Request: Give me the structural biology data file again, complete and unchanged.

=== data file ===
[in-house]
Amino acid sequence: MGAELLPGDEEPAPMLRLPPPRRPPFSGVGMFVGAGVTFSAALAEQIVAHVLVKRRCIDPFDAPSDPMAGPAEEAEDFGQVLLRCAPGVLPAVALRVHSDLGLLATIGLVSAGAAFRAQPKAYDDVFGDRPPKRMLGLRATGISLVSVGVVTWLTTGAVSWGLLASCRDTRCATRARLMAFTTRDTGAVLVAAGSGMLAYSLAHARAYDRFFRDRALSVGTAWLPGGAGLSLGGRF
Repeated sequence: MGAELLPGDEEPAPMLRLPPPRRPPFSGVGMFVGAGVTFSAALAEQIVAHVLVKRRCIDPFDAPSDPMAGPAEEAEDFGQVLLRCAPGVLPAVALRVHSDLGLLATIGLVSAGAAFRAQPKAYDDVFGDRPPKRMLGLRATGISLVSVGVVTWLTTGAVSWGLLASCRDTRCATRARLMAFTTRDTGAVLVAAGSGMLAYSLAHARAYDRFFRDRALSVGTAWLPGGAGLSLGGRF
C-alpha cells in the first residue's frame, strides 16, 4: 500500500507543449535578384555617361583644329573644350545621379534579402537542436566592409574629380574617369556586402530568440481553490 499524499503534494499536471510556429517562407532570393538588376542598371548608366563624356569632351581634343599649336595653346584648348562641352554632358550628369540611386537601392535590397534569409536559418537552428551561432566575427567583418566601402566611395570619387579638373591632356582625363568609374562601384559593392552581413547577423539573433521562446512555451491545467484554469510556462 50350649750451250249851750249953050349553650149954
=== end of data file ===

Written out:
[in-house]
Amino acid sequence: MGAELLPGDEEPAPMLRLPPPRRPPFSGVGMFVGAGVTFSAALAEQIVAHVLVKRRCIDPFDAPSDPMAGPAEEAEDFGQVLLRCAPGVLPAVALRVHSDLGLLATIGLVSAGAAFRAQPKAYDDVFGDRPPKRMLGLRATGISLVSVGVVTWLTTGAVSWGLLASCRDTRCATRARLMAFTTRDTGAVLVAAGSGMLAYSLAHARAYDRFFRDRALSVGTAWLPGGAGLSLGGRF
Repeated sequence: MGAELLPGDEEPAPMLRLPPPRRPPFSGVGMFVGAGVTFSAALAEQIVAHVLVKRRCIDPFDAPSDPMAGPAEEAEDFGQVLLRCAPGVLPAVALRVHSDLGLLATIGLVSAGAAFRAQPKAYDDVFGDRPPKRMLGLRATGISLVSVGVVTWLTTGAVSWGLLASCRDTRCATRARLMAFTTRDTGAVLVAAGSGMLAYSLAHARAYDRFFRDRALSVGTAWLPGGAGLSLGGRF
C-alpha cells in the first residue's frame, strides 16, 4: 500500500507543449535578384555617361583644329573644350545621379534579402537542436566592409574629380574617369556586402530568440481553490 499524499503534494499536471510556429517562407532570393538588376542598371548608366563624356569632351581634343599649336595653346584648348562641352554632358550628369540611386537601392535590397534569409536559418537552428551561432566575427567583418566601402566611395570619387579638373591632356582625363568609374562601384559593392552581413547577423539573433521562446512555451491545467484554469510556462 50350649750451250249851750249953050349553650149954